Creamy Braised Beet Greens is a great way to use greens that are a bit more on the tough, bitter side. Braising softens them perfectly, and using milk or a substitute creates a lovely, light pink broth that cuts through the bitterness. Delicious with a crusty bread, over polenta, or all on its own!
Beet greens are so underappreciated in my opinion! Beets get all the attention, while the greens are left to whither in the fridge, or just get tossed in the trash because we don’t know what to do with them. Beet greens are naturally low in fat, but high in fiber, and vitamins A, C, and K. Beet greens are also a good source of potassium, magnesium, calcium, iron, vitamin E, and a variety of other phytonutrients and antioxidants. That’s quite a nutrition profile! Beet greens are a great addition to any heart healthy diet (note the vitamin K level if you’re on coumadin!).Jump to Recipe
What else can I make with beet greens?
Beet greens are pretty versatile, and can usually be used in most recipes calling for another green. They are most similar in texture to collard greens, so if you’re new to beet greens, try them in collard green recipes. The thick purple stems are edible, but cook at a different rate than the greens, so most often, you’ll want to remove those. You can save them to blend into smoothies, or use in another way. Here are some other healthy ideas for beet greens:
- A quick sauté with olive oil and garlic.
- Eat them raw in a salad. Just give them a rough chop so they’re not too large.
- Slice thin and mix into pasta, tossed with olive oil and sautéed veggies.
- Toss whole leaves with oil and a bit of salt and bake until crispy for a delicious snack!
- Stir into soup instead of spinach.
- Blend into smoothies.
- Use the big leaves in sandwiches instead of lettuce.
Tips and substitutions for this recipe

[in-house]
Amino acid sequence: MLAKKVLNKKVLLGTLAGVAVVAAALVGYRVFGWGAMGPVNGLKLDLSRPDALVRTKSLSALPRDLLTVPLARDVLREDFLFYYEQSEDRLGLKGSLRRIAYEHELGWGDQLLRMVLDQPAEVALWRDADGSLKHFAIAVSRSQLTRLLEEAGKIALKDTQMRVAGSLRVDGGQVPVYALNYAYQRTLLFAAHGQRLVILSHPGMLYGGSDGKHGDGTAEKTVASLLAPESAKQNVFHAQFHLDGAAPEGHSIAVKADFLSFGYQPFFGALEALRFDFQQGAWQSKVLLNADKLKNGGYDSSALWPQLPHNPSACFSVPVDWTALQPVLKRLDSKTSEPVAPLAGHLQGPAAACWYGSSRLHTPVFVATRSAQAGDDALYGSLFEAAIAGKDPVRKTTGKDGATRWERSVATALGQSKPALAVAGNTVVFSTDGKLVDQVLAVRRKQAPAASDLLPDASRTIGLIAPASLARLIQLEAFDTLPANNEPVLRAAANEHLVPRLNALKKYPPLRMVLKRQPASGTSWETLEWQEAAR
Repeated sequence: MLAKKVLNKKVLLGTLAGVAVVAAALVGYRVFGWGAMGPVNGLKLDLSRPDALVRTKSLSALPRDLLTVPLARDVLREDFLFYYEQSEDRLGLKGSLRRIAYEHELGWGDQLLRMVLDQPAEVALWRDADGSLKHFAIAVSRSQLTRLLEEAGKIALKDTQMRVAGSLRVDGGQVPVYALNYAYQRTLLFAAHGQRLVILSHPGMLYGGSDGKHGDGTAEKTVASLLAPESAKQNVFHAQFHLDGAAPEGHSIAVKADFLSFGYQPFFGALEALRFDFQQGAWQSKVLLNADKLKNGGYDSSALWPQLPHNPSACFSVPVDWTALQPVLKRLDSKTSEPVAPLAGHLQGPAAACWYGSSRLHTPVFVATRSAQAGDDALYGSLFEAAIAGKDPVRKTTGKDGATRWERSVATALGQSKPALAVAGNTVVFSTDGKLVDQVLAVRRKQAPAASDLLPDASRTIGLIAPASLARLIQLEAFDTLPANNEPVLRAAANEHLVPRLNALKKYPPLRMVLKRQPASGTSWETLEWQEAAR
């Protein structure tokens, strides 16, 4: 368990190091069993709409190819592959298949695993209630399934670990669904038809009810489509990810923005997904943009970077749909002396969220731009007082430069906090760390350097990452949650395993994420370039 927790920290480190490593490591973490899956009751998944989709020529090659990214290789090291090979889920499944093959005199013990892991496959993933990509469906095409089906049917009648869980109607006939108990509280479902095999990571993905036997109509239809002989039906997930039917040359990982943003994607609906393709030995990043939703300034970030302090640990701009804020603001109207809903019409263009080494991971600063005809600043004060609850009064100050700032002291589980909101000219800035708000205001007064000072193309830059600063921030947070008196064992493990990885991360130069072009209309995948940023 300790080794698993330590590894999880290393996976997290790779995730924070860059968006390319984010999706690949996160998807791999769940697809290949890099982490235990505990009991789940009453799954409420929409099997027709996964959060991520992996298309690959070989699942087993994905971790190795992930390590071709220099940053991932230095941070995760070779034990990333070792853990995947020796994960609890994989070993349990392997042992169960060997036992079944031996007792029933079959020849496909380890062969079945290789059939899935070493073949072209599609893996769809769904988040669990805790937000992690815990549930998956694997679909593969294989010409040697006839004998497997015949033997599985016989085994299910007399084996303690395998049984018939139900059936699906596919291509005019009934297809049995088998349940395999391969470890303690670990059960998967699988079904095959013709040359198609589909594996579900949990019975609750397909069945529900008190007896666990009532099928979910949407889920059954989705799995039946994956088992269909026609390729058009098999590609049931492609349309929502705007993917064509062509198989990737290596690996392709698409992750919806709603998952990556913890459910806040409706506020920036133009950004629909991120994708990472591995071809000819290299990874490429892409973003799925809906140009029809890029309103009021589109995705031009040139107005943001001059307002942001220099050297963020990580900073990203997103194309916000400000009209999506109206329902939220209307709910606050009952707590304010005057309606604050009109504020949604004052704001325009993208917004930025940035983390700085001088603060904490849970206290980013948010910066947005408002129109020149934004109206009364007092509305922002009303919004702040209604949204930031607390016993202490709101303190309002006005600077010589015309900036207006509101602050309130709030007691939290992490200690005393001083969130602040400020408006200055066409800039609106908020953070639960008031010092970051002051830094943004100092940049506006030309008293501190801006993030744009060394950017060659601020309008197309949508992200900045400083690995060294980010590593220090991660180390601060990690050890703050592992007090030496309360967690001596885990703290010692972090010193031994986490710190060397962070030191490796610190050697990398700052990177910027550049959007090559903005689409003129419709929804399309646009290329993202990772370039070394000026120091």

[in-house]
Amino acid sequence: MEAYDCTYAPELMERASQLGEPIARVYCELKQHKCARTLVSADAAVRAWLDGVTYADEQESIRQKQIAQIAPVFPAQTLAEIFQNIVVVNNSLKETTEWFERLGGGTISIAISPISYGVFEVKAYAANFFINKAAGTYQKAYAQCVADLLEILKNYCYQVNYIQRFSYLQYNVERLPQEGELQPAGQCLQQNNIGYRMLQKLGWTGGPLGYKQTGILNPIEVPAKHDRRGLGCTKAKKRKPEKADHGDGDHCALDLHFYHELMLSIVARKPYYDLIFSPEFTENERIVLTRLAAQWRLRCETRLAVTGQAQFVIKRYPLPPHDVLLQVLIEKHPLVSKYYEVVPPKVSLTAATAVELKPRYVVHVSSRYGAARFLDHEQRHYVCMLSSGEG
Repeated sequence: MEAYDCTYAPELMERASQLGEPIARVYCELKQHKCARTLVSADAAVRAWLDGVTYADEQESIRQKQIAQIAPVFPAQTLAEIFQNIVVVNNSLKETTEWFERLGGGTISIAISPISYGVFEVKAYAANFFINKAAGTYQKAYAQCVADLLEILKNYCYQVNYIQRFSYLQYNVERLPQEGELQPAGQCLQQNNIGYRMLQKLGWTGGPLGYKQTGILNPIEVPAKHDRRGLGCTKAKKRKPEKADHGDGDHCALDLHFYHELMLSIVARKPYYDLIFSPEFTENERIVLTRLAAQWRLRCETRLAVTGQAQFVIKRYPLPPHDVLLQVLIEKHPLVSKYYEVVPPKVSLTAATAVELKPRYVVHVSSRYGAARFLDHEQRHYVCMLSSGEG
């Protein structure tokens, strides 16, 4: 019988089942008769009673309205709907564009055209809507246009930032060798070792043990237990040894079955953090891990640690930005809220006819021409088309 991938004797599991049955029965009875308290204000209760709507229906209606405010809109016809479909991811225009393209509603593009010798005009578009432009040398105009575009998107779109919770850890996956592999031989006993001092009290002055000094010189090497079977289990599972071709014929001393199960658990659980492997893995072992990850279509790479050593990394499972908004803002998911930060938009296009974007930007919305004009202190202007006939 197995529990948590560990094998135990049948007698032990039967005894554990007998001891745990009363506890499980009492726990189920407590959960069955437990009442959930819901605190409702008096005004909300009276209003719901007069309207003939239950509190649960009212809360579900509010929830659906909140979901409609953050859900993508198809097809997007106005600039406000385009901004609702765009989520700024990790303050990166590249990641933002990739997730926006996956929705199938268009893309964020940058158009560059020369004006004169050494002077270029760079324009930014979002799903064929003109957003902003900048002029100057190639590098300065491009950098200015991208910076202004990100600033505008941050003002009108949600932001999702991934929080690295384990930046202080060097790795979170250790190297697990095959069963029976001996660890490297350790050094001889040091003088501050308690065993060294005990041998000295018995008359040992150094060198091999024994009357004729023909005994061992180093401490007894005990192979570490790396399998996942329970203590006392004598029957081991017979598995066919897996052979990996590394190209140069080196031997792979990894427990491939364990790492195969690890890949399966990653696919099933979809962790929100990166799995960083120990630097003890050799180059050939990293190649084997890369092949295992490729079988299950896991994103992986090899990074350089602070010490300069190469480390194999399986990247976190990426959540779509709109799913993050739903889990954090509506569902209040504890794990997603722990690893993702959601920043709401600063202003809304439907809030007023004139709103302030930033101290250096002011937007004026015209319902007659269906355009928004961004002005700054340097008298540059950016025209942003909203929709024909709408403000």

In case you’re looking for some substitutions or a few tips, here are some recommended for this recipe!
- Use collard greens, mustard greens, or kale instead of beet greens.
- Use 2 chopped shallots or 1 chopped leek instead of the onion. Fancy!
- Use a gluten free flour or some corn starch mixed in cold water instead of whole wheat flour. For this recipe, you can even use white flour if that’s what you have.
- Use cashew milk, coconut beverage, soy milk, or nonfat milk instead of the almond milk. Any will work; just make sure it’s unsweetened. If you use cashew milk, you may need to use less flour since it’s thicker than the other options.
- Add a pinch of nutmeg to take the flavor up a notch!
- If you have leftovers, refrigerate immediately. When reheating, add a little bit more milk to thin, as it goes get thicker as it cools.
- This recipe does not freeze well, and I don’t recommend it.
If you try Creamy Braised Beet Greens, let me know in the comments! And also check out Roasted Beets & Carrots with Creamy Garlic Dill Sauce, Creamy Mushroom, Kale, and Wild Rice Soup, and Beans and Greens Breakfast Hash.
Creamy Braised Beet Greens
This is a great way to use greens that are a bit more on the tough, bitter side. Braising softens them perfectly, and using milk or a substitute creates a lovely, light pink broth that cuts through the bitterness. Delicious with a crusty bread, over polenta, or all on its own!
- 1 Tbsp Olive Oil
- 2 Garlic Cloves, minced
- ½ medium Onion, chopped
- 1 Tbsp Whole Wheat Flour (or gluten free substitute)
- 1 ½ cups Unsweetened Almond Milk (or your preferred dairy or non-dairy milk)
- 4 cups roughly chopped Beet Greens, thick stems removed
- Salt and pepper to taste
- Heat oil in a large skillet over medium heat, and saute garlic and onions a few minutes until browned.
- Sprinkle the flour over the onions and garlic, and stir constantly for a minute to cook the flour.
- Reduce heat to low, and add the milk and beet greens. Stir.
Cook over low heat with the lid on for about 15 minutes. Stir every few minutes. The milk should simmer, but not boil.
Salt and pepper to taste. Serve immediately with a crusty bread or over polenta.